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Jon Talton

Analysis and commentary on economic news, trends and issues, with an emphasis on Seattle and the Northwest.

January 2, 2013 at 10:05 AM

The fiscal deal

It may take some time before we know all the details about the legislation passed at the last minute to avoid the so-called fiscal cliff. A few initial impressions:

1. Not only was corporate welfare not pruned, it was actually increased, including billions for Wall Street and a special break for NASCAR.

2. The ugly process exposed a Congress without leadership and without the ability to discharge its most basic functions.

3. If you make $400,000 a year, you’re in the “middle class.” Median household income in the United States: $52,762.

4. Despite his decisive election victory, President Obama showed he was unwilling to face down the extremists within the House GOP. It’s going to be a long four years.

5. Hostage politics will continue. Next up: In February or March, the debt ceiling will be hit and once again paralysis and threats to the social safety net will be used as leverage against a feckless White House.

6. If you want long-term “entitlement reform,” that didn’t happen. And if seniors are expected to work until they are 67 or 70, the jobs aren’t available nor is the affordable health care.

7. Nothing was done on one of the most critical issues to improving the prospects of renewed growth and addressing the jobs crisis: Infrastructure spending. Indeed, when the hostage-taking begins over the postponed sequester, “nation-building at home” will probably be the first casualty.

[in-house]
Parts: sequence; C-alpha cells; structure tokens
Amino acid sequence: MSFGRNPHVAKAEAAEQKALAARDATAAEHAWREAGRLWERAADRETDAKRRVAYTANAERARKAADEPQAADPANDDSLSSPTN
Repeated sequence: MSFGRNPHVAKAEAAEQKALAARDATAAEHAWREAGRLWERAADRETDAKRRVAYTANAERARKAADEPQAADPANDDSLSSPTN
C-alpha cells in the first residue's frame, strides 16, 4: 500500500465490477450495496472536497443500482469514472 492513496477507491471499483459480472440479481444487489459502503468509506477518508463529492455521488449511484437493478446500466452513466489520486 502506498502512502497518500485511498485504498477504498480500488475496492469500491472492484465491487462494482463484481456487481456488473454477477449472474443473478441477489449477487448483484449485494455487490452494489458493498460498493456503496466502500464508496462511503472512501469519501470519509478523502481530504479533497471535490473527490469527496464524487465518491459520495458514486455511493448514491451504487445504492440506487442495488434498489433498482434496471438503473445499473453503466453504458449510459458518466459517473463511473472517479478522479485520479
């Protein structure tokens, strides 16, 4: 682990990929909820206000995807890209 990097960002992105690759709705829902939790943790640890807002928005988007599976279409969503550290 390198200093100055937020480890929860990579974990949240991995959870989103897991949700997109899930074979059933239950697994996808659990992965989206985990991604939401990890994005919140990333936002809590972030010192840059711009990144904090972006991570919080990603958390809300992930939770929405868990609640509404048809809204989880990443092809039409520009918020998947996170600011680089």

8. As Andrew Sullivan points out, “The Pentagon now spends more money than it did confronting the Soviets under Reagan or at the peak of fighting in Vietnam. Yep, those are real inflation-adjusted dollars. So why are we hearing nothing in Washington about a huge part of the spending binge that, along with the Great Recession, has bankrupted the country?” Here’s another way to visualize the problem.

9. Some revenue-raisers that would also dampen dangerous behavior never got close: A carbon tax and transaction taxes on Wall Street gambling.

10. For the economy as a whole, the deal at best kicks the can down the road. It does nothing to address joblessness, slow growth, poverty, inequality, declining opportunity, a dearth of startups or the stealth austerity already hurting us. This Congress was the most unproductive in modern history. There’s little reason to expect better from the new Congress. Only the relatively worse problems elsewhere in the advanced world keep debt holders from noticing and acting on our dysfunction.

And Don’t Miss: German economy faces a year of uncertainty || Spiegel

Today’s Econ Haiku:

Empire’s expensive

Just ask the Romans and Brits

Uncle Sam is deaf

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